‘Our trains need to be safe.’ Woman’s attack on L.A. Metro line sparks calls for action

People exit and enter subway cars.
Passengers come and go at the 7th Street/Metro Center station in Los Angeles on Tuesday.
(Myung J. Chun / Los Angeles Times)

Twila Mahone has been growing worried about her safety commuting on Metro’s A Line, but an attack last week — which left a 53-year-old woman’s face bruised and battered — has left her increasingly rattled.

“It was just horrible,” said Mahone, 56. “It just took too long for that lady to get help.”

Mahone was riding northbound on the A Line, formerly the Blue Line, on May 17 when the woman was attacked in Long Beach. She said that she saw younger passengers repeatedly punch the woman and that, when the victim and other passengers tried to call 911 and the Los Angeles County Metropolitan Transportation Authority’s emergency system for help, it took minutes for them to be taken seriously.


Mahone said the woman was left with a “big ol’ knot between her eyes” and waited at least 10 minutes before officials stopped the train and passengers could find officers.

“They do have to improve the security on these trains,” Mahone said. “It’s not safe. They know it’s not safe.”

Commuters have abandoned large swaths of a Los Angeles Metro train system plagued by crime and the scourge of drugs.

March 14, 2023

The victim — who asked to remain anonymous, citing concerns for her safety — said she’s still traumatized by last week’s attack, which she believes was racially motivated. She said the attackers shouted about her Asian ethnicity before punching her in the head. She said she’s still waiting to find out if her nose is broken.

“You read about it ... [but] how can it happen to me?” the victim said Tuesday in an interview with The Times. “I’m still scared.”

Long Beach police spokesperson Richard Mejia said no arrests have been made. The incident is under investigation, he said, but police do not at this point believe the incident was motivated by racial hate or bias.

Los Angeles County Supervisor Janice Hahn this week requested a “full accounting” of Metro security staff during the attack, hoping to better understand why the woman waited so long for help.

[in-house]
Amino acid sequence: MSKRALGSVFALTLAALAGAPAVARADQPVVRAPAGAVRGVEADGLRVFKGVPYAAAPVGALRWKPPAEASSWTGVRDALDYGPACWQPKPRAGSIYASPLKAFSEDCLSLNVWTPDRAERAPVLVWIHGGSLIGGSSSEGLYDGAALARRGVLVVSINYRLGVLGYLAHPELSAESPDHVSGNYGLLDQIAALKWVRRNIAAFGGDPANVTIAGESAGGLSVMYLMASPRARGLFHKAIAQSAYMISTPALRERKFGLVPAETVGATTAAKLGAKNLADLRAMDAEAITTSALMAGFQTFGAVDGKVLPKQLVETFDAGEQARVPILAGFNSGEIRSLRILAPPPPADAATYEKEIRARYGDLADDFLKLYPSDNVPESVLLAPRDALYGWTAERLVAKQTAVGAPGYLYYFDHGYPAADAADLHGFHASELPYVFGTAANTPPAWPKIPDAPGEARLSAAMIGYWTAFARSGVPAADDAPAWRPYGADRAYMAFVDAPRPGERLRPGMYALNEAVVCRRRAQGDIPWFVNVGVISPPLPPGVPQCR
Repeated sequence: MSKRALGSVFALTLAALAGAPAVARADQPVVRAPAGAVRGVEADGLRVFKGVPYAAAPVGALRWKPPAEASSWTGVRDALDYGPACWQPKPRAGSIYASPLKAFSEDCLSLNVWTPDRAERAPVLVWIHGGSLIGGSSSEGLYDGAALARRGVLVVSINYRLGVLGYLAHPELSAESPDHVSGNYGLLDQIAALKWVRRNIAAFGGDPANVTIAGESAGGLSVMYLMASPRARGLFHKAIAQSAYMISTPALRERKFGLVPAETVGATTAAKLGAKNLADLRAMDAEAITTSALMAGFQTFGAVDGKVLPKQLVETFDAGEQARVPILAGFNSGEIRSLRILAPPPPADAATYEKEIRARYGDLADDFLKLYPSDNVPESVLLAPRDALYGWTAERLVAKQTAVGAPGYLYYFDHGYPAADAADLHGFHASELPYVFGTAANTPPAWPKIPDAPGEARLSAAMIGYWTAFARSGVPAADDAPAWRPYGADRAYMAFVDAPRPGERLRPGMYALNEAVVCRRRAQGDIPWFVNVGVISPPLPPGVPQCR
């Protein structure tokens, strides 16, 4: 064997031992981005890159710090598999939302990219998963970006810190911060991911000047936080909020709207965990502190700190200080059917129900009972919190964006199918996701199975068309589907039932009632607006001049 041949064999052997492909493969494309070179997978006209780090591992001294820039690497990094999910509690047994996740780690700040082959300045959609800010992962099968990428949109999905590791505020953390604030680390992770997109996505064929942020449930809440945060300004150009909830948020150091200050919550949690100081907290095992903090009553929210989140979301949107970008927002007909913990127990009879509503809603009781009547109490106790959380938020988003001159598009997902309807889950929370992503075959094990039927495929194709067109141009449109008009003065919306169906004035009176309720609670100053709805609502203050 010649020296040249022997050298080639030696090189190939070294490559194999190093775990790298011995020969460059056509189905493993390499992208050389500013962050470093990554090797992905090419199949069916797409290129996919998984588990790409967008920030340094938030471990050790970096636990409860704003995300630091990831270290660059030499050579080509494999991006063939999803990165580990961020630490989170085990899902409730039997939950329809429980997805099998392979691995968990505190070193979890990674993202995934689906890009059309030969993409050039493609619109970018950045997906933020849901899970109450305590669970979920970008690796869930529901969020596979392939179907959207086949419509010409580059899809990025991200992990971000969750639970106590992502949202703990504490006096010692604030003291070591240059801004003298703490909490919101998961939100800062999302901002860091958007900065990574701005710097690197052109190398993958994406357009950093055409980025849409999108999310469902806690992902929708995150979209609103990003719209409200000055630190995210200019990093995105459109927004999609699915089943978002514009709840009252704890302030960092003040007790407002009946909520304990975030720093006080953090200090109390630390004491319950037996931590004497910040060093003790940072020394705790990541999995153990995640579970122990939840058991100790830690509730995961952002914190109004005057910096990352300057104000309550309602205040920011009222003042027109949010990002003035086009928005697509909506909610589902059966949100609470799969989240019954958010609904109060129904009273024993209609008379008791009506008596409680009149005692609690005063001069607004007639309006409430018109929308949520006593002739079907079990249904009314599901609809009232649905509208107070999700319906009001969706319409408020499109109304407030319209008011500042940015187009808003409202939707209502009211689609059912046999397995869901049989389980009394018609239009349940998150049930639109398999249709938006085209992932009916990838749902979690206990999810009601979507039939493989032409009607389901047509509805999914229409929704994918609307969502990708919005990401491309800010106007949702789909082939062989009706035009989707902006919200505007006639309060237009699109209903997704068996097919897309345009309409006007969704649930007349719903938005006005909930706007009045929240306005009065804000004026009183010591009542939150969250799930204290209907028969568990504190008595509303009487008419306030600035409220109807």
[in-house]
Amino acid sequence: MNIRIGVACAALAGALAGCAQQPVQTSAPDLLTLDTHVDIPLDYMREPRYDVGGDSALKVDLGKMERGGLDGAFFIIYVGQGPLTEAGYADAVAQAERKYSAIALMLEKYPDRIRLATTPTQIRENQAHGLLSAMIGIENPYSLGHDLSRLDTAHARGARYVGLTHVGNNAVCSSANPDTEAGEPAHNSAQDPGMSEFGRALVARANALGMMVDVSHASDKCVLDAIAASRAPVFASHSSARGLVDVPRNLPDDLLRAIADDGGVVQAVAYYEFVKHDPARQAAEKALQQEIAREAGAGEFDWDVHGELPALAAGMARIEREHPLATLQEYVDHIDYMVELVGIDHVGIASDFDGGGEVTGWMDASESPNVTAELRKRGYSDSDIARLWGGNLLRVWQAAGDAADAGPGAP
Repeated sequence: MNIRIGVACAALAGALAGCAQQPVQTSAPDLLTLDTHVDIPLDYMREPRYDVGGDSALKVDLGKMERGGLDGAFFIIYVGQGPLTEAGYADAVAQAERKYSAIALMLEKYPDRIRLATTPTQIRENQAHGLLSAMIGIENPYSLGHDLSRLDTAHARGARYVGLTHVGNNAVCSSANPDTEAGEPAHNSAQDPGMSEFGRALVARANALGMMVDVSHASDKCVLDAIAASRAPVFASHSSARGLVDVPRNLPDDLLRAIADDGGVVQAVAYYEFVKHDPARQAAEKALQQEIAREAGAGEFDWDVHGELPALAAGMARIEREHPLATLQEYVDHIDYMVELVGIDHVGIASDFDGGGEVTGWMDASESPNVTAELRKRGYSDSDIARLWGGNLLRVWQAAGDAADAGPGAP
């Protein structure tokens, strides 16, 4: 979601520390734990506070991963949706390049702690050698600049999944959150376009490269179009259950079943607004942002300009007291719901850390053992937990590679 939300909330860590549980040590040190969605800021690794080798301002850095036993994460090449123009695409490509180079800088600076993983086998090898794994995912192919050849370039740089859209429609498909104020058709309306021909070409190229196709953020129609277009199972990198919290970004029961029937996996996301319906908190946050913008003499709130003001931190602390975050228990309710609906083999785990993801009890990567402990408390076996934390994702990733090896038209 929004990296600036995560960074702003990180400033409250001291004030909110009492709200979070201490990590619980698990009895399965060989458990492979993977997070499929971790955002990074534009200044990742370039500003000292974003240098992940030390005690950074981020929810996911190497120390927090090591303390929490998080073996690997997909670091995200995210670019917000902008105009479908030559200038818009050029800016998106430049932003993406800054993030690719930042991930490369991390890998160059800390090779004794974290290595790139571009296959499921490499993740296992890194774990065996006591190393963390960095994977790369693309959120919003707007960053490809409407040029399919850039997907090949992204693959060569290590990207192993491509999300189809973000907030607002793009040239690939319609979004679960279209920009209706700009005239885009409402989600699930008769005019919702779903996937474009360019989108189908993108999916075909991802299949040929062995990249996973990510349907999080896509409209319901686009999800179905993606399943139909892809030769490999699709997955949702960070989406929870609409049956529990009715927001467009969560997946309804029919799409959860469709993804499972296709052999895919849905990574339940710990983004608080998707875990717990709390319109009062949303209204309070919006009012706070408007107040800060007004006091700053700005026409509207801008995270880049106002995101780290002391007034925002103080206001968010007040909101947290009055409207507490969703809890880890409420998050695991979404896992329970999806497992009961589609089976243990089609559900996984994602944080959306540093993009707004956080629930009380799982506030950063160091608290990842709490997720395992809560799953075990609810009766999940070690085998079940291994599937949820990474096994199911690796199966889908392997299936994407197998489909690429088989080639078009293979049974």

A person points on a lighted board while another person watches.
Metro Ambassador Ari Silva helps a passenger at the 7th Street/Metro Center station on May 23, 2023.
(Myung J. Chun / Los Angeles Times)

“We have multimillion-dollar law enforcement contracts, Metro security and 300 Metro ambassadors who have been hired to ride our buses and trains — but where were they when this woman was beaten up on the Blue Line last week?” Hahn said in a statement Monday. “Enough is enough. Our trains need to be safe for our residents.”

Metro spokesperson Dave Sotero said in a statement that as soon as the agency became aware of the incident, its teams began pulling video files to review what happened.

“We are in the process of reviewing all of them and will share our findings with the Metro board and the public soon,” Sotero said Tuesday. “But we want to make clear that Metro has no tolerance for and will aggressively investigate any incidents of crime, harassment or intimidation on our system.”

He didn’t directly respond to questions about how or when Metro would respond to Hahn’s request, but said the agency is continuing to address public safety concerns through a multilayered plan that includes adding security officers and homeless outreach teams and increasing the number of train ambassadors.

Last week’s attack came a month after a 25-year-old man was fatally stabbed aboard an A Line train in Long Beach. Two arrests have been made in that case.


The attack occurred on a Blue Line train in Long Beach on Wednesday. A motive for the stabbing is under investigation.

April 15, 2023

“This should not be happening, especially just weeks after another Blue Line passenger was stabbed to death in Long Beach,” Hahn wrote in a letter to Metro Chief Executive Stephanie Wiggins. “Metro spends hundreds of millions a year to make the system safe. ... Even with all these resources, this passenger was left to fend for herself.”

Hahn, who sits on Metro’s Board of Directors, requested information about where police and transit ambassadors were during the attack, as well as what happened with calls to the train operator and 911.

Overall incidents of crime on the rail system have continued to increase in recent months, up by almost 30% this February compared with last, according to the agency’s latest public safety report. While the agency has seen the most drastic increase in crimes such as trespassing or drug offenses — the latter of which it attributes to recent efforts to crack down on drug use — violent crime has also increased, with aggravated assaults up by almost 50% compared with last year, the agency reported.

A survey last year found that Metro ridership among women had dropped considerably, with women naming safety as their top concern.

In its first survey since 2019, the Los Angeles Metropolitan Transportation Authority found safety, timeliness are main concerns for bus and rail riders.

Nov. 4, 2022

Mahone said she’s working to save up for a car (her last one was stolen) so she doesn’t have to deal with the public transportation system.

“There’s no guarantee when you get on the train that you’re going to be safe,” she said. “I’m sick of all of it.”